Wednesday, April 13, 2011

A Good Book


I grew up in a religious household in which crucifixes and rosaries were always close at hand. I attended Catholic parochial schools where the three Rs were supplemented by a fourth - religion. I was taught the proper manner of praying and i prayed often, both publicly and privately in what I thought was the correct way. I don't remember what I prayed for, and don't remember having any of my prayers answered. I hated Sundays because I had to put on very uncomfortable clothes and sit, stand, and kneel throughout a tedious and interminable ceremony.

But what bothered me the most was that I felt nothing when I prayed, and it was depressing because it was just one more thing to disappoint my parents and teachers. So I had to go through with the charade of believing. When Herman Melville put the words of a prayer into the mouth of Father Mapple, he asked "what is man that he should live out the lifetime of his God?"

Voltaire famously claimed that "if God did not exist, it would be necessary to invent Him". I believe that, even if God existed, it would be necessary not to believe in Him. Despite my active atheism, I read The Holy Bible frequently, if not religiously. While my believing friends prefer the modern versions of the Bible, in which the revealed word of God comes across in stale but straightforward English, I cling to the King James version, in which the inspired words of mostly anonymous men still sound across four centuries of the decline of the English language. It has given average people, who perhaps could barely read, access to a world of exalted and noble language which lends even the most common emotions a grandeur and grace. Its purpose was nothing more - or less - than what the words of the first chapter of Proverbs state:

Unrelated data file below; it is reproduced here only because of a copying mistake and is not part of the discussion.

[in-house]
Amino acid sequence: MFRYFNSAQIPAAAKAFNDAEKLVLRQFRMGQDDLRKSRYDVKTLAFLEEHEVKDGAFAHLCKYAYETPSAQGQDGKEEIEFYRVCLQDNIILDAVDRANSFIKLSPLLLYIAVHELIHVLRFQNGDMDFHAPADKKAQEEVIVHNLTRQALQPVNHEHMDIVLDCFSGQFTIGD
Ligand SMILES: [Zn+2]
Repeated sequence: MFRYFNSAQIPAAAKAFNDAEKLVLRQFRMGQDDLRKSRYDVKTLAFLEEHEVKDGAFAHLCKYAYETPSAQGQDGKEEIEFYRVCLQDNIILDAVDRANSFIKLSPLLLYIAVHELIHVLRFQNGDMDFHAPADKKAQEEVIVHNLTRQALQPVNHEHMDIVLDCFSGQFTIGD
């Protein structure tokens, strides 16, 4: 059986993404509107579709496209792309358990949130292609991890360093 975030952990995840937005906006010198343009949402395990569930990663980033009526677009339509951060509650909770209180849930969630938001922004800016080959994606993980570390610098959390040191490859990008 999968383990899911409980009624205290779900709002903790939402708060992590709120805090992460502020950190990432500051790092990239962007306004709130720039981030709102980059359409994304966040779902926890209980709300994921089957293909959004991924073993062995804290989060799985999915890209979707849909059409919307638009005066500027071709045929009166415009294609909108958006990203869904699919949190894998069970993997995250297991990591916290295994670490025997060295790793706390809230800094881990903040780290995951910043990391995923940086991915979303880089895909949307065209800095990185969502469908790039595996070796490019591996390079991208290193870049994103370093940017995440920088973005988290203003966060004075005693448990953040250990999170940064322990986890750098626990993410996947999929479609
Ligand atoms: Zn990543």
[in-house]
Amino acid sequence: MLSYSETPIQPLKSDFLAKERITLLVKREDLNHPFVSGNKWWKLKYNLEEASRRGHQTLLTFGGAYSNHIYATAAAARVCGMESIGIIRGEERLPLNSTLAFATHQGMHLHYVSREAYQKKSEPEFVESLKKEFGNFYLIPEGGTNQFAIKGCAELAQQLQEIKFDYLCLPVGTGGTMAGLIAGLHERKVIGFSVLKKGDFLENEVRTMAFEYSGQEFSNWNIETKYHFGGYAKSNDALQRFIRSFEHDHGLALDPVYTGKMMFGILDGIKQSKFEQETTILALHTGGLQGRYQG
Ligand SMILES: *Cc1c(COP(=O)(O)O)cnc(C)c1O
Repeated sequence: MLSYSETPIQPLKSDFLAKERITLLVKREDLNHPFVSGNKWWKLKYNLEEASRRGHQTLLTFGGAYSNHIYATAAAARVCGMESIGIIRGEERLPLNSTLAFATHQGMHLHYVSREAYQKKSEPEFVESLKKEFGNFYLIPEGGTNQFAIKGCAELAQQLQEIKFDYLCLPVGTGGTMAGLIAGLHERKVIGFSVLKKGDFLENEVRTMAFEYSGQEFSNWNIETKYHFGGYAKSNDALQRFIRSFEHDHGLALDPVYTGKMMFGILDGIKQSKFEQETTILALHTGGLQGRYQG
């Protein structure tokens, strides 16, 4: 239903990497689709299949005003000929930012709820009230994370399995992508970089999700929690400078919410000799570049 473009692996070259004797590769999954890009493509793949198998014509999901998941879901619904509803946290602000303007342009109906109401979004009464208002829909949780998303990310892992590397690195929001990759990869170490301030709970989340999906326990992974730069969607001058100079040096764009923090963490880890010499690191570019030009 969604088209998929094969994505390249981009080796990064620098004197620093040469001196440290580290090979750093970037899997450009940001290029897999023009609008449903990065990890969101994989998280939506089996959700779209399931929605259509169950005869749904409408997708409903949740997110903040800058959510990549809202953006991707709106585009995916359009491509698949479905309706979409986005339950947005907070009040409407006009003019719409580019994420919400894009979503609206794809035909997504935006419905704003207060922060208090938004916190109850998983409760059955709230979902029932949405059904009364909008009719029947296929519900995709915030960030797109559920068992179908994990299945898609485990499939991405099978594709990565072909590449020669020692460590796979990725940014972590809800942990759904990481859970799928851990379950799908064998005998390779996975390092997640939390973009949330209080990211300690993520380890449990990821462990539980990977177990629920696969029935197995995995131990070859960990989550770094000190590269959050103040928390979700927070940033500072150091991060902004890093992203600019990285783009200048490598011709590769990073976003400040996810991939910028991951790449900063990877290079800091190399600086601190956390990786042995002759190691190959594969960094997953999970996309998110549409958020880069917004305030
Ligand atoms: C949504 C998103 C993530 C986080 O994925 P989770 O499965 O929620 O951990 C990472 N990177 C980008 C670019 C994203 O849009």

"To give subtilty to the simple, to the young man knowledge and discretion. A wise man will hear, and will increase learning; and a man of understanding shall attain unto wise counsels."

One of the things that I still resent about the Catholic Church is that it had to rule the King James Bible, which turns 400 this year, to be heretical and then came up with its own flatfooted translation in the 1960s when the Latin Mass was finally abandoned. The Standard Text, "appointed to be read in Churches" was "translated out of the original tongues and with the former translations diligently compared and revised by his majesty's special command." In the dedication to King James, the translators gave due credit to the "many worthy men who went before us." The worthiest of them was William Tyndale.

The problems facing the first translators of The Holy Bible into English, once the Reformation made it no longer a capital crime, were the lack of Hebrew and Greek scholars in early 16th century England and a scarcity of religious reformers who could match their piety with a feeling for poetry. The Holy Bible was seen by its first translators as a work of prose, not of poetry. The emphasis on literalness and not literary quality resulted in some of the clumsiest English ever written.